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Sumit Singhal
Sumit Singhal
Sumit Singhal loves modern architecture. He comes from a family of builders who have built more than 20 projects in the last ten years near Delhi in India. He has recently started writing about the architectural projects that catch his imagination.

Scenario’s House in London, England by Scenario Architecture

 
December 13th, 2016 by Sumit Singhal

Article source: Scenario Architecture

This house was a chance to be our own clients. It was purchased with the intention of completely renovating, extending and adapting it to the scenarios of our own family life. It presented us with the opportunity to ‘practice what we preach’ to its fullest expression and create the scenario house. The main design challenge was finding a way of connecting the front part of the house, which originally had two separate Victorian reception rooms with the basement level, a full floor height below, both physically and visually, in order to create a sense of single and connected open living and kitchen spaces.

Image Courtesy © Matt Clayton

Image Courtesy © Matt Clayton

  • Architects: Scenario Architecture
  • Project: Scenario’s House
  • Location: Alconbury Rd, London, England
  • Photography: Matt Clayton
  • Software used: ArchiCAD
  • Completed: 2016

Image Courtesy © Matt Clayton

Image Courtesy © Matt Clayton

Creating a split-level open double reception, connected to the kitchen and garden floor by an angled glazed roof extension and a ‘floating’ library feature leading up to the bedroom floors, solved this challenge. Considerable thought was given to developing our brief both for current and future scenarios and conscious effort was made to use every available space the house had to offer. This included using spaces under the stairs, in the eves, in hallways and limited height areas. One such space was the relatively low ceiling height area resulted by the lowering of part of the reception above. This presented an opportunity for a fun and practical kids area. A storage unit under the stairs complete with a pull out table and bench invites the kids to spend time playing, doing their homework and artwork ina designated but connected part of the home. Our children took a central part in developing both the brief and the design of their own bedroom. Resulting in a climbing wall leading to a ‘secret space’ at the eves of the single pitch original house extension. And what better way to come back down than use the fireman pole.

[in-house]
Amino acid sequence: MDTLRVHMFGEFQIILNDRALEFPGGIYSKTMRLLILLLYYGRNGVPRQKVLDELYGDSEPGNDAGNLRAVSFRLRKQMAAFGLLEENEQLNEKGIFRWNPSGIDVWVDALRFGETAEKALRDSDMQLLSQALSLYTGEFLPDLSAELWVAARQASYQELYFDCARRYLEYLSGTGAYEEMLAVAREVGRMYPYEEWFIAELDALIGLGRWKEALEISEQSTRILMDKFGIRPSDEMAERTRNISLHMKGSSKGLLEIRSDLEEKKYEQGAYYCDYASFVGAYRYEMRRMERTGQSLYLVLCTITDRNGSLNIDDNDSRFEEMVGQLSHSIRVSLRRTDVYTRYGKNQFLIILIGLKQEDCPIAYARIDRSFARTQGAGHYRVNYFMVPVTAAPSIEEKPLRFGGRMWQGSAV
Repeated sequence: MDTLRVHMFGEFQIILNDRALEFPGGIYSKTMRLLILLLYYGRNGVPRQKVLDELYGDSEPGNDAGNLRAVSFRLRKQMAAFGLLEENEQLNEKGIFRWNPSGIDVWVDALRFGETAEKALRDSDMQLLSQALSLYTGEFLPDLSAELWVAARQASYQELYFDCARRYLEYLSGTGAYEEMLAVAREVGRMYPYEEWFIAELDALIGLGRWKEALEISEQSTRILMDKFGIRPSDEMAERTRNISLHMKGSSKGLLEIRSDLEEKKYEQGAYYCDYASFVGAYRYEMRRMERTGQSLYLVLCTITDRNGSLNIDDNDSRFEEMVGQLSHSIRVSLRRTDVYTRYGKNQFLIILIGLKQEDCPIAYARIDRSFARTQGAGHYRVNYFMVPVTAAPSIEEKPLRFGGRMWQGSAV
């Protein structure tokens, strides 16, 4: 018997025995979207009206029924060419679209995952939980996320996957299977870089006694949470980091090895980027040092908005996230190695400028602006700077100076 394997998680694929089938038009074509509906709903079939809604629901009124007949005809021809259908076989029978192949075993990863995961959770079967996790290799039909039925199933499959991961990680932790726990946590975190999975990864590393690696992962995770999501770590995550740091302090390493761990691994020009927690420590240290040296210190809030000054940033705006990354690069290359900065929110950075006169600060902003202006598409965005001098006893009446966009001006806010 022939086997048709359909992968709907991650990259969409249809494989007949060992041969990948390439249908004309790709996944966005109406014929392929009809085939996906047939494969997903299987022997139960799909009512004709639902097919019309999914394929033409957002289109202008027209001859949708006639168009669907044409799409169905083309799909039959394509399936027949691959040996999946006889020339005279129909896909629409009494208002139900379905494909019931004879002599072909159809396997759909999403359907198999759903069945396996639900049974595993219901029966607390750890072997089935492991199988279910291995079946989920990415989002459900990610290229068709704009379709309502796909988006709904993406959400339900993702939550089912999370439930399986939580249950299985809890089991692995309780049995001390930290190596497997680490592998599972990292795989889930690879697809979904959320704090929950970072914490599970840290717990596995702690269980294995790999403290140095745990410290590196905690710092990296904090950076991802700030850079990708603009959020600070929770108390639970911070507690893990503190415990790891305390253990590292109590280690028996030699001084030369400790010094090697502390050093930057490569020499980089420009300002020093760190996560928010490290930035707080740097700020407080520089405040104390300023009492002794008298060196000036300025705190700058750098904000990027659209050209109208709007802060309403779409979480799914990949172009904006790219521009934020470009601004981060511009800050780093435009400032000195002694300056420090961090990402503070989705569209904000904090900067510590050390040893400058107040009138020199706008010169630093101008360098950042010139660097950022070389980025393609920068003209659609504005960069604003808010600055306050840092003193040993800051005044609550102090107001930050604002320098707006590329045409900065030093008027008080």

Image Courtesy © Matt Clayton

Image Courtesy © Matt Clayton

Image Courtesy © Matt Clayton

Image Courtesy © Matt Clayton

Image Courtesy © Matt Clayton

Image Courtesy © Matt Clayton

Image Courtesy © Matt Clayton

Image Courtesy © Matt Clayton

Image Courtesy © Matt Clayton

Image Courtesy © Matt Clayton

Image Courtesy © Matt Clayton

Image Courtesy © Matt Clayton

Image Courtesy © Matt Clayton

Image Courtesy © Matt Clayton

Image Courtesy © Matt Clayton

Image Courtesy © Matt Clayton

Image Courtesy © Matt Clayton

Image Courtesy © Matt Clayton

Image Courtesy © Matt Clayton

Image Courtesy © Matt Clayton

Image Courtesy © Matt Clayton

Image Courtesy © Matt Clayton

Image Courtesy © Matt Clayton

Image Courtesy © Matt Clayton

Image Courtesy © Matt Clayton

Image Courtesy © Matt Clayton

Image Courtesy © Matt Clayton

Image Courtesy © Matt Clayton

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Categories: ArchiCAD, House, Residential

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